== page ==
Corrib Gas – A final moment of truth

October 19, 2015 at 10:02 am | Posted in Uncategorized | Leave a comment

It appears that the Corrib gas development is close to completion. What it requires is Ministerial approval for production to begin. The final moment of truth for this project has arrived.

In its long and disturbing history many aspects of this project have given cause for concern. These include:

  • The inadequacies of the planning system
  • The fragmented nature of the consents and approvals regime covering projects of this scale
  • The failure to integrate the principle of community consent into the criteria for developing large-scale infrastructural projects
  • The difficulty in expressing dissent from dominant versions of what constitutes ‘development’

There are undoubtedly many other issues as well which people on different sides of the Corrib gas debate would identify. But one crucial issue has remained largely invisible. Should Ireland be exploiting any fossil fuel reserves whatever in the current context of ecological emergency and climate change peril?

That this is not a live question is testimony to the weakness of environmental politics in Ireland and the extent of the real-world denial characterising our governing and media establishments.

A number of brief points can be raised in support of the view that we should step away from any development of indigenous fossil fuels. Let me note a few.

First, we do not need to do so. The world is awash with sufficient reserves. No further developments are required unless the global ‘community’ wishes to plunge into a catastrophic climate change event.

Second, the one rationale for exploiting ‘natural’ gas is as a transition fuel away from coal to renewable sources of energy. This is not the case in Ireland.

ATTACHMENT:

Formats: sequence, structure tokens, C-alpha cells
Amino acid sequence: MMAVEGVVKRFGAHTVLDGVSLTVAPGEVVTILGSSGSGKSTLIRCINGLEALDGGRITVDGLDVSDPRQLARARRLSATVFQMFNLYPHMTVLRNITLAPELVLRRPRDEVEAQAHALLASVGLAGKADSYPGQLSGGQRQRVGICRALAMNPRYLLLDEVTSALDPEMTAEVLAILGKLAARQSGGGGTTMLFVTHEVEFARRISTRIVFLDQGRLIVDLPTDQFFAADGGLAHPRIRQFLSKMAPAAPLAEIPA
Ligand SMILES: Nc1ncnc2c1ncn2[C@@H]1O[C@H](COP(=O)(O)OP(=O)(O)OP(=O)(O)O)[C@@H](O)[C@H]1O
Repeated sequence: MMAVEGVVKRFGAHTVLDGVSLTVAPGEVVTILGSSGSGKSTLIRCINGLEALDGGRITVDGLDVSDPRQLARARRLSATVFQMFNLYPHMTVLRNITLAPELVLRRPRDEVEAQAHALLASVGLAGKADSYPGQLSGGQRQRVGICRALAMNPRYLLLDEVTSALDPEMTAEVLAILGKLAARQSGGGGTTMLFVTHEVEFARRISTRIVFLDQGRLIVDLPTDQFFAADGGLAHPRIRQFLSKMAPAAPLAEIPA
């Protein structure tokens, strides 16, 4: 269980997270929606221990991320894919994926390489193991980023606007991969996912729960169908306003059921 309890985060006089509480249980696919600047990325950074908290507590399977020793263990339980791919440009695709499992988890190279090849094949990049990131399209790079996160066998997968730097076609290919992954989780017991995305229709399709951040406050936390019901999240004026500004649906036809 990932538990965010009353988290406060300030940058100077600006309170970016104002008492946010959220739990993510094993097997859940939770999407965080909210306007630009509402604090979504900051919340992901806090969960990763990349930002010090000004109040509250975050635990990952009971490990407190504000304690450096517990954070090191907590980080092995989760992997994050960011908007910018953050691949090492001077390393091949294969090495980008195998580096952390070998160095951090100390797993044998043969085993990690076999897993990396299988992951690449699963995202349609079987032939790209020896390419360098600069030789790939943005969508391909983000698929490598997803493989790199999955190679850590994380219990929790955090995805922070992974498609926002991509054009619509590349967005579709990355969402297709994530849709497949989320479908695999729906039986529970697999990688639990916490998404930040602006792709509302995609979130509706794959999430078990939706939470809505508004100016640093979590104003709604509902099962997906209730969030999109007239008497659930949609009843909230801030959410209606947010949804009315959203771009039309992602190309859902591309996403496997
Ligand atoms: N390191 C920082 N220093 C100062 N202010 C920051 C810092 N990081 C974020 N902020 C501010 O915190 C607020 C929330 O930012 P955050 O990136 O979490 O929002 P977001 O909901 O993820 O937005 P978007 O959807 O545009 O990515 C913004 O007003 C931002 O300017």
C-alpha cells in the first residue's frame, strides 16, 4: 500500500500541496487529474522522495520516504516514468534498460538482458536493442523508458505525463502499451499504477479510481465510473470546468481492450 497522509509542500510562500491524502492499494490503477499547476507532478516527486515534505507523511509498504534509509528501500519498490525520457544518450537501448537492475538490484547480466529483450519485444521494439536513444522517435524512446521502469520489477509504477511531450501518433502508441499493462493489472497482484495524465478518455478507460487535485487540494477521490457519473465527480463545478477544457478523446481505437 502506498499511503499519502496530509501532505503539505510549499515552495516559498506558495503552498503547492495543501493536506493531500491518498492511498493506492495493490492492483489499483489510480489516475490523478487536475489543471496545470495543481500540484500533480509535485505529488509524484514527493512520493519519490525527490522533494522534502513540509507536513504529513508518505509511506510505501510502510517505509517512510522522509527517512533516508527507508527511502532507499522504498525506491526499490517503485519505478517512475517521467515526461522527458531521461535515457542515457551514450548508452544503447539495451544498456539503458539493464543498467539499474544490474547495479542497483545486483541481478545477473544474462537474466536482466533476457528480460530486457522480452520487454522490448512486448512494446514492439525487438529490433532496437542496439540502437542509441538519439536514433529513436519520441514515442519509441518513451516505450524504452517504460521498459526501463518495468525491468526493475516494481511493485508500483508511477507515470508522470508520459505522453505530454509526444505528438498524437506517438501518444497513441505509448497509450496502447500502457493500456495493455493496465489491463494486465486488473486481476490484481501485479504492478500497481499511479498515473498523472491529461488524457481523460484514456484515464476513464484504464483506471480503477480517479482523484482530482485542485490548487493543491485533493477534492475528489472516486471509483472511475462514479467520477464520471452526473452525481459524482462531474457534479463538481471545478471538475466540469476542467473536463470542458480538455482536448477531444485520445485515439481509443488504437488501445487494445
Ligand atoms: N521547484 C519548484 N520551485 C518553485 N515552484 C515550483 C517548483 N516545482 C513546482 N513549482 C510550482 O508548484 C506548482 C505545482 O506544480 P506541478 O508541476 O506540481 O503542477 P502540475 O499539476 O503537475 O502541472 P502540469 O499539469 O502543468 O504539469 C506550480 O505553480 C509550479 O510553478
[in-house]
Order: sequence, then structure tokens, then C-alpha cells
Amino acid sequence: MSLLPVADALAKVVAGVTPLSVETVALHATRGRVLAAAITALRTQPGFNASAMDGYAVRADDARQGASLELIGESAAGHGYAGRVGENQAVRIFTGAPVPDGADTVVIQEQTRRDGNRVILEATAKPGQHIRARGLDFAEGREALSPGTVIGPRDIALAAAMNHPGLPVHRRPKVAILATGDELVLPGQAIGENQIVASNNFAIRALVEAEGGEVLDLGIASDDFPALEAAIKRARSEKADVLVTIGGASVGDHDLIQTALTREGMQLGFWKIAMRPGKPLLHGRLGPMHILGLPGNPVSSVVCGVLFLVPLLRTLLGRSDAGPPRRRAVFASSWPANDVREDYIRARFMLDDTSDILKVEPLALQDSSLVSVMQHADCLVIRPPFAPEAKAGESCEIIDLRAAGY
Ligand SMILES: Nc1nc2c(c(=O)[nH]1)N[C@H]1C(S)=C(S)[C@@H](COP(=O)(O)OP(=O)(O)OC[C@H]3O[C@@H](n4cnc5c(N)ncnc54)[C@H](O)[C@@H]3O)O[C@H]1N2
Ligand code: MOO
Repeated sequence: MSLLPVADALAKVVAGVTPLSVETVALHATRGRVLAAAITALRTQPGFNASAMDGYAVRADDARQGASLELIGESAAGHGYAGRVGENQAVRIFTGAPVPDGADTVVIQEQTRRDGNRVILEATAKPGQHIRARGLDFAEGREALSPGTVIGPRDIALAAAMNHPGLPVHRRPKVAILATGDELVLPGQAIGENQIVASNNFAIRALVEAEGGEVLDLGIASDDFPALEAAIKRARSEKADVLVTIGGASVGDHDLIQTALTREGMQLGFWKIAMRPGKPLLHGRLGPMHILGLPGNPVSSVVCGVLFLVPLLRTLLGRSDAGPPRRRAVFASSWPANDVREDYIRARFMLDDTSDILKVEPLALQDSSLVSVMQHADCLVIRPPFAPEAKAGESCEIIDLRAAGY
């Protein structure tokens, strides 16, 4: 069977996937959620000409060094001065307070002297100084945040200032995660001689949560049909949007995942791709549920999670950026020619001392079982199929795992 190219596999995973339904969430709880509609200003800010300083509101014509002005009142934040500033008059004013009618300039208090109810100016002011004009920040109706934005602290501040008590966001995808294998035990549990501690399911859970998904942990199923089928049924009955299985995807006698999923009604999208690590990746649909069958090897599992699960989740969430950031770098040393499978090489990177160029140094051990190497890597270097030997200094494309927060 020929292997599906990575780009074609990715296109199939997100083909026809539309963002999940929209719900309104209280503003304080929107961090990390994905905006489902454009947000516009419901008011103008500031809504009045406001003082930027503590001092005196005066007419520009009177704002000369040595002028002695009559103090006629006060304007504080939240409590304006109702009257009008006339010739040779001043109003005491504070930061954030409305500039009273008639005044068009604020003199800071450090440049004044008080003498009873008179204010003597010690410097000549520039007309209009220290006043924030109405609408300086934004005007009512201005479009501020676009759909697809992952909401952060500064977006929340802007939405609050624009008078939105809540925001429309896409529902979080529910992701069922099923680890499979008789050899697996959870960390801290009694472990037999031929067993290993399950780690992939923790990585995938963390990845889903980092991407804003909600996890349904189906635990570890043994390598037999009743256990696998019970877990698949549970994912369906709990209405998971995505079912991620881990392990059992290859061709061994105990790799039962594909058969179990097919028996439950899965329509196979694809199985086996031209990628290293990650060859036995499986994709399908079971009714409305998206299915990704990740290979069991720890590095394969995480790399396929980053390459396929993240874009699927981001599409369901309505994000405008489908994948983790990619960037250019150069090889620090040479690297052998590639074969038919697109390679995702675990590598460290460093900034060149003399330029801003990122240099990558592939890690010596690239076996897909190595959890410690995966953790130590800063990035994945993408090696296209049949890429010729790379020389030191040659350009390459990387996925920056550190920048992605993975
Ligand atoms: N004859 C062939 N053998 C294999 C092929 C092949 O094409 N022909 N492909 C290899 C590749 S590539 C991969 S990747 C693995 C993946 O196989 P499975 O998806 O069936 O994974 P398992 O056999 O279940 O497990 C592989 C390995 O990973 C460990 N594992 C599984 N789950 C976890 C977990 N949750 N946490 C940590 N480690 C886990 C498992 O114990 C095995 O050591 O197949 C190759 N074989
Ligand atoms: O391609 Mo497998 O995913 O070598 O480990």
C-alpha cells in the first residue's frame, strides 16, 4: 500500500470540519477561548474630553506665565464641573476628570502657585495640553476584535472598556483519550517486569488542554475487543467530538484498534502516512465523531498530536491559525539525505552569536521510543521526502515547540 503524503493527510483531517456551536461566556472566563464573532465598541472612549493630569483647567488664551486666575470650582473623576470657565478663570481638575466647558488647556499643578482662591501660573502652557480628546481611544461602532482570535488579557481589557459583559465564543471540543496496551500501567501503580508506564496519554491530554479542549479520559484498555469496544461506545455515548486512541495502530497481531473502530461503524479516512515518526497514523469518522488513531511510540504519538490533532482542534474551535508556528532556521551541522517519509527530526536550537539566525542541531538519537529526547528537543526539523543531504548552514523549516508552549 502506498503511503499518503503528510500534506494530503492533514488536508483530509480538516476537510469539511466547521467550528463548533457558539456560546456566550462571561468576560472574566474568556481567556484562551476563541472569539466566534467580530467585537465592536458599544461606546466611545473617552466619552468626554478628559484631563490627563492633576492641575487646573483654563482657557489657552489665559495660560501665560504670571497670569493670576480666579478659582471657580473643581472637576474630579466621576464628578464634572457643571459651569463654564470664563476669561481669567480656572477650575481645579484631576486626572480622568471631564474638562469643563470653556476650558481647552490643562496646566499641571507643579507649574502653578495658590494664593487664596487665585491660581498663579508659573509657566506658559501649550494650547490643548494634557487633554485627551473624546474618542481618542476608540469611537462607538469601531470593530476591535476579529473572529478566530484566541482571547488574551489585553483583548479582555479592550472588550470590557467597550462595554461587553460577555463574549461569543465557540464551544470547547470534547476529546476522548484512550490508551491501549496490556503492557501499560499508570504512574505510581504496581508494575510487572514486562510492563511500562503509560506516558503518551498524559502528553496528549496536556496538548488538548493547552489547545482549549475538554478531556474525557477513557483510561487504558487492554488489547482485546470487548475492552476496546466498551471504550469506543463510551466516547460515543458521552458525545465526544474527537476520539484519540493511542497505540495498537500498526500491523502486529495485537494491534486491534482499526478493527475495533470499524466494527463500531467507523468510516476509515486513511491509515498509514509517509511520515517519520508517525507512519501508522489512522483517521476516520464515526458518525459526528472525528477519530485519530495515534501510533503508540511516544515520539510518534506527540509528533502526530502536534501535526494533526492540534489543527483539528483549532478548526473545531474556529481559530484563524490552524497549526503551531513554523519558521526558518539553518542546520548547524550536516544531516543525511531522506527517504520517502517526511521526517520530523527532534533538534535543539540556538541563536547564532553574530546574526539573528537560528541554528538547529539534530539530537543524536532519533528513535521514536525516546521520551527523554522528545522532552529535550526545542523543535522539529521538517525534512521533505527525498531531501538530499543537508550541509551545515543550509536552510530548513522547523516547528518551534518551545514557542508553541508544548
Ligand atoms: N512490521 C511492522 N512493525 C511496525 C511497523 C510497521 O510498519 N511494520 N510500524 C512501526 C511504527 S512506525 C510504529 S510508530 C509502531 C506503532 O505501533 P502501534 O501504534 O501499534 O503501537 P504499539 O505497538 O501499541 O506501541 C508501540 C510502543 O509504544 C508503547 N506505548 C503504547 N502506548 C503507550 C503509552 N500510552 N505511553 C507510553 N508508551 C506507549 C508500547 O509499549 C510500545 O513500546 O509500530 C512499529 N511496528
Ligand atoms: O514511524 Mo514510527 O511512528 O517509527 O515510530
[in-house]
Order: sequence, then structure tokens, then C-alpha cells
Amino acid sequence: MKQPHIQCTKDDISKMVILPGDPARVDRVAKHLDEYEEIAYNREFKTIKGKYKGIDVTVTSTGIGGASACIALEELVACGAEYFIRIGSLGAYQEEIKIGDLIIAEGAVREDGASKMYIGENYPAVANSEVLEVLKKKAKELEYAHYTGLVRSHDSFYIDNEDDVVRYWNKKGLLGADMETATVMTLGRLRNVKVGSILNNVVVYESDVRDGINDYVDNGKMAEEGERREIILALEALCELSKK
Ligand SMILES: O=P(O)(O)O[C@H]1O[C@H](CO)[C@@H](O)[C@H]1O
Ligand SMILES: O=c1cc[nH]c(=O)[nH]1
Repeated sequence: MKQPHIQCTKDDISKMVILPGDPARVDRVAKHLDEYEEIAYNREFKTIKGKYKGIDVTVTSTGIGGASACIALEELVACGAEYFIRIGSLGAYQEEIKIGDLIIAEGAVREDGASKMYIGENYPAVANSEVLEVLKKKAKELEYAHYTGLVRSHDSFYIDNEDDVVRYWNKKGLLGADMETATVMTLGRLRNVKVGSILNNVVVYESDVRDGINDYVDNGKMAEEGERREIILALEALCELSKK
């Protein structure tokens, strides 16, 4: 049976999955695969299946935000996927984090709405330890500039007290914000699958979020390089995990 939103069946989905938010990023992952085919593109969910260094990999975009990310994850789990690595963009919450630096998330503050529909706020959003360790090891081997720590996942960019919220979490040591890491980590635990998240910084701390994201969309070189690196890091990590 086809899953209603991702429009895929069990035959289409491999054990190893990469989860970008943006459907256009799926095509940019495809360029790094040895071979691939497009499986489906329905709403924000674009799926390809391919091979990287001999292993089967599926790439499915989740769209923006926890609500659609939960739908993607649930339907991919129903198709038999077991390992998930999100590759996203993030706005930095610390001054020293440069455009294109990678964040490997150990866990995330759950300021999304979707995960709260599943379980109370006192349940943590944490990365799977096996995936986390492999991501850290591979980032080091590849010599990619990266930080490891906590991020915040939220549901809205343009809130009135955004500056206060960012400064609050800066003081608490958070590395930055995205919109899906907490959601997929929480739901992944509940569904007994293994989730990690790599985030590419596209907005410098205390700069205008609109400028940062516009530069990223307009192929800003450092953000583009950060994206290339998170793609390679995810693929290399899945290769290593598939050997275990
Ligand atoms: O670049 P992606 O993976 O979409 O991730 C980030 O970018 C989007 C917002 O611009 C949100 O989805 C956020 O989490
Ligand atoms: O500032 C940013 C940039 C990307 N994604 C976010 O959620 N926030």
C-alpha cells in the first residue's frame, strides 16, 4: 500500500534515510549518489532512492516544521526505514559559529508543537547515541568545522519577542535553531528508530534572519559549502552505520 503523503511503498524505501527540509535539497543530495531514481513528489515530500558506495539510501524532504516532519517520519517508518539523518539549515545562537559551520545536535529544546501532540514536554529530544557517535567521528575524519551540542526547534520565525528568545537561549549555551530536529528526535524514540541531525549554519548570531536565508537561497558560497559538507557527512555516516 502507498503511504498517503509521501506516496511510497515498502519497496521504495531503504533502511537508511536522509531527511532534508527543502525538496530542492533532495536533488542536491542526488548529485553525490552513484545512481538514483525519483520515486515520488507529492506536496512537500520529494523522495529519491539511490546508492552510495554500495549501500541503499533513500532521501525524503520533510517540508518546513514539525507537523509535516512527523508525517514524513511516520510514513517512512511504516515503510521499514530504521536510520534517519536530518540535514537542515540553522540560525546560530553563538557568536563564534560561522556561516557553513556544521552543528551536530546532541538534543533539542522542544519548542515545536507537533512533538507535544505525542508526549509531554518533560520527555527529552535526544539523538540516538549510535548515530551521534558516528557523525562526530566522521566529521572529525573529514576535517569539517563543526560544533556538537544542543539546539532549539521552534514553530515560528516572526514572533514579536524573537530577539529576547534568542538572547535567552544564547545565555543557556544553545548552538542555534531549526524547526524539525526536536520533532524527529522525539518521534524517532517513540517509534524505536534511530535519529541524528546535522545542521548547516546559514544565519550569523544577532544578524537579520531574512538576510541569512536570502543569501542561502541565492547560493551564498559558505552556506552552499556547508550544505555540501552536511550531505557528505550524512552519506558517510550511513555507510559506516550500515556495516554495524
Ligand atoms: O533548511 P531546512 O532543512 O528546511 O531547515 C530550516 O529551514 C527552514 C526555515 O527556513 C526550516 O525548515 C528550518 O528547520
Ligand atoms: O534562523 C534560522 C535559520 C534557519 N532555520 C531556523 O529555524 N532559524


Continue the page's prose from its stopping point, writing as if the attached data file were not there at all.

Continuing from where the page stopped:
Third, our energy policy (indeed our policy in pretty much everything) needs to be framed within the reality of a world undergoing rapid, anthropogenic climate change. How far climate change will go we do not know. Whether it will progressively continue or shift suddenly into new climatic states we do not know either. But the reality of rapid climate change is not a matter of belief. It is fact. We must recognise it and live within it and act to at least mitigate its worst effects. In part, this means a radical, concerted reduction in fossil fuel use. This is not simply an economic or political issue. It is a profoundly ethical one.

Finally, it can be helpful to recognise that we are now living within a new geological epoch, the Anthropocene. This is one in which human activity is significantly altering the conditions of life on the planet. We are the single greatest agent of planetary change. With this recognition should come the acknowledgement that we are now responsible for the vitality of the Earth. Policies and modes of life appropriate for the preceding Holocene are no longer so for our time. Human welfare and flourishing is now utterly entangled with the welfare of the wider planet.

Given all of this, what should we as a small island State do? What is our moral duty? Does our notion of responsibility extend outwards from us to include all of those, human and non-human, who share this planet and all of those yet to be born? We are faced in this time with the choice to burn off our fossil fuel reserves or to leave them in the ground as an act of ecological investment in the future. What shall we do?

What we know is that if the world is to contain global warming to no greater than 2 degrees Celsius (itself an uncertain safe boundary) we need to leave at least two thirds of all known fossil fuel reserves in the ground and not exploit them (Nature January 2015). Within this broader requirement, at least half of all known ‘natural’ gas reserves need to be left un-used. No further discoveries can be exploited whatever.

That is pretty stark but brutally clear. The question is how seriously we wish to take our global responsibility. Will we attend the upcoming Paris Climate talks with firm decisions that signal the abandonment of our carbon fixation? Or will it be business as usual, the fantasy politics that we can go on fundamentally altering the environment about us and nothing of consequence will happen?

Whatever we do, Minister White should recognise the enormity of the decision he is making and how that decision will be another contribution to the slow but steady loss of our shared Earth. The development of Corrib gas is no triumph for anyone. It is a further defeat for everyone.

 

 

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